Food Coalition

Boosting the resilience of smallholders for COVID-19 recovery

COVID-19 will result in the worst recession globally in a century and in particular for the Latin America and the Caribbean. It will have dramatic socio-economic and environmental consequences, with a projected increase of 28 million people in extreme poverty (reaching a total of 96 million or 14.9 percent of the region’s total population) and 45 million people in poverty (for a total of 230 million or 35.6 percent). After decades of significant reduction, in recent years hunger has been on the rise in Latin America and the Caribbean, with 187 million food-insecure people and 47.7 million undernourished people in 2019. FAO estimates that an additional up to 20 million people could fall into food insecurity because of the COVID-19 crisis in the region.

Before the COVID outbreak in the region, 40 percent of the population was not covered by any type of social protection. The closure of schools and the suspension of the school feeding are also impacting the most vulnerable families and also reduce the incomes of smallholder farmers who participate in the school feeding supply chain.

The COVID crisis has highlighted the critical need to boost the resilience of smallholders against multiple interconnected, cascading and mutually aggravating risks (pandemics, climate change and extreme events, plant pests and animal diseases, and socioeconomic crises). Comprehensive multi-risk management approaches across the food and agriculture systems are therefore necessary to improve livelihoods resilience, including stepping in early to take action, to mitigate the impact of disasters as well as the cost of emergency response and reconstruction.

The countries of the Central America Dry Corridor – Honduras, Guatemala, El Salvador are among those experiencing major food crises in Latin America and the Caribbean, and are thus most vulnerable to COVID-19 and other interconnected threats. According to recent data collected until February 2020, more than 600,000 people were food insecure in El Salvador. The last projected Integrated Phase Classification (IPC) analysis (April–July 2020), carried out in Guatemala before the COVID-19 pandemic outbreak, foresaw 1.32 million people (19 percent of the analysed population) in IPC Phase 3 (crisis) or above.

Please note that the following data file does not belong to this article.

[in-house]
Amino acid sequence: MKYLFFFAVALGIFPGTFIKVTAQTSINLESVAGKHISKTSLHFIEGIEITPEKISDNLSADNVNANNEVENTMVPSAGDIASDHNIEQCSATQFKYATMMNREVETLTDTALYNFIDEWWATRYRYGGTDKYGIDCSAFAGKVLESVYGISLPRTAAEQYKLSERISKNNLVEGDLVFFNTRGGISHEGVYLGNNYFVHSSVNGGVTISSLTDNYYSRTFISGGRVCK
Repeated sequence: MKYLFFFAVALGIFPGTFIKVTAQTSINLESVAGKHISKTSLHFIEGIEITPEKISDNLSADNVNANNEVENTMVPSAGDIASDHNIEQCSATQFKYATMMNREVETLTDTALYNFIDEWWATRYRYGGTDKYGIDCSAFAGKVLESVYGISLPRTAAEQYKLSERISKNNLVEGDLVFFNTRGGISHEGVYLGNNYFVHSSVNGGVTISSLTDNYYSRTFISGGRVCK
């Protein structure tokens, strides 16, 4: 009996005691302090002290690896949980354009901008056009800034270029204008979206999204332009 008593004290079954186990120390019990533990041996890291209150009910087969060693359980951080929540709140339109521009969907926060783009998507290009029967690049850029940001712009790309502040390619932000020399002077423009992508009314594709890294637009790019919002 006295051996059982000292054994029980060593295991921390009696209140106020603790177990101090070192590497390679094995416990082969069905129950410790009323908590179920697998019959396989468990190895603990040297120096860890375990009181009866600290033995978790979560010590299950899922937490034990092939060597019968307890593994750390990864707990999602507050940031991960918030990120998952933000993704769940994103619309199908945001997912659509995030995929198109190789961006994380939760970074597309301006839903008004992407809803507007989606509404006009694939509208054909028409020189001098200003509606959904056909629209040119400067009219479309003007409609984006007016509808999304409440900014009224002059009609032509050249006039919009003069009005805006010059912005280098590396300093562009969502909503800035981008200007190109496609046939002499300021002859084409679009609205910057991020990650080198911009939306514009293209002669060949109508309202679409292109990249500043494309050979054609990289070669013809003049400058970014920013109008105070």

In Honduras, 1.65 million people (32 percent of the analysed population) were in need of urgent action (IPC Phase 3 or above), according to the last IPC analysis carried out in July 2020. Declining remittances and movement restrictions are likely to result in increasing negative coping strategies, which are likely to affect the food security and nutrition situation.

Caribbean Small Island Developing States (SIDS) are also particularly vulnerable due to their high dependence on tourism and food imports and are disproportionately affected by natural hazards – notably the hurricane season - and external shocks. Smallholder farmers and producers have experienced reduced markets due to the closure of many hotels and restaurants linked to the global collapse of the tourism industry.

In the Andean countries, especially Ecuador, Peru and the Plurinational State of Bolivia, there is a marked duality of agricultural systems, with a large presence of peasant and indigenous family agriculture. Due to its geography, connectivity is limited, which represents a risk for the food supply chain and a challenge to connect family farmers to the markets. Venezuelan migrant populations in Ecuador and Peru are also facing serious

Priority Areas of work: Boosting Smallholder Resilience for Recovery
SDG: 1. No Poverty, 2. Zero Hunger, 5. Gender Equality, 13. Climate Action
Level: Regional
Region: Latin America and the Caribbean
Country: Anguilla, Antigua and Barbuda, Aruba, Bahamas, Barbados, Belize, Bolivia, British Virgin Islands, Cuba, Dominica, Dominican Republic, Ecuador, El Salvador, Grenada, Guatemala, Guyana, Haiti, Honduras, Jamaica, Montserrat, Netherlands Antilles, Nicaragua, Peru, Puerto Rico, Saint Kitts and Nevis, Saint Lucia, Saint Vincent and the Grenadines, Suriname, Trinidad and Tobago, United States Minor Outlying Islands
Budget: USD 60 million

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